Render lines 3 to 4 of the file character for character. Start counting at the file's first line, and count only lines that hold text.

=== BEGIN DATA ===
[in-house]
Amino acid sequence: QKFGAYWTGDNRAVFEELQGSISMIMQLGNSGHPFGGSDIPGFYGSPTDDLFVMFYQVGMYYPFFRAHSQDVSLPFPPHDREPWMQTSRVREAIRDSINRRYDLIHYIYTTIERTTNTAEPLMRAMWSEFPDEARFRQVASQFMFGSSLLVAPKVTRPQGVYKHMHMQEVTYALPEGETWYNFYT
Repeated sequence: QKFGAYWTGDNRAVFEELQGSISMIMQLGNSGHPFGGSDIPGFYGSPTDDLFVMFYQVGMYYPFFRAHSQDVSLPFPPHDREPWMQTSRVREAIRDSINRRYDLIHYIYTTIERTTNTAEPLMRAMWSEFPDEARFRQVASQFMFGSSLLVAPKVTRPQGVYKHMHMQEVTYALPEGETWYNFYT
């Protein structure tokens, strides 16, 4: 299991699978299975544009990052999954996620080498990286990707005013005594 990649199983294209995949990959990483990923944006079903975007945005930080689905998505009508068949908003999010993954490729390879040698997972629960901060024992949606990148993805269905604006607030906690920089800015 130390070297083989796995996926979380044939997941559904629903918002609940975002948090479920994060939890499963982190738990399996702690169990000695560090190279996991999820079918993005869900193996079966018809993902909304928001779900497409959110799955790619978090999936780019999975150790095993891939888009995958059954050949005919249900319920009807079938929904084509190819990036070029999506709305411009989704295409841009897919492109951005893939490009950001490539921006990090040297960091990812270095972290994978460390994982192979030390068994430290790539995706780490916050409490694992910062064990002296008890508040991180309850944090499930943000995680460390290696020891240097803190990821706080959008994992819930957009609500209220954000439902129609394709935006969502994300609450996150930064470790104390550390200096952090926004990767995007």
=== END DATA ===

Repeated sequence: QKFGAYWTGDNRAVFEELQGSISMIMQLGNSGHPFGGSDIPGFYGSPTDDLFVMFYQVGMYYPFFRAHSQDVSLPFPPHDREPWMQTSRVREAIRDSINRRYDLIHYIYTTIERTTNTAEPLMRAMWSEFPDEARFRQVASQFMFGSSLLVAPKVTRPQGVYKHMHMQEVTYALPEGETWYNFYT
């Protein structure tokens, strides 16, 4: 299991699978299975544009990052999954996620080498990286990707005013005594 990649199983294209995949990959990483990923944006079903975007945005930080689905998505009508068949908003999010993954490729390879040698997972629960901060024992949606990148993805269905604006607030906690920089800015 130390070297083989796995996926979380044939997941559904629903918002609940975002948090479920994060939890499963982190738990399996702690169990000695560090190279996991999820079918993005869900193996079966018809993902909304928001779900497409959110799955790619978090999936780019999975150790095993891939888009995958059954050949005919249900319920009807079938929904084509190819990036070029999506709305411009989704295409841009897919492109951005893939490009950001490539921006990090040297960091990812270095972290994978460390994982192979030390068994430290790539995706780490916050409490694992910062064990002296008890508040991180309850944090499930943000995680460390290696020891240097803190990821706080959008994992819930957009609500209220954000439902129609394709935006969502994300609450996150930064470790104390550390200096952090926004990767995007």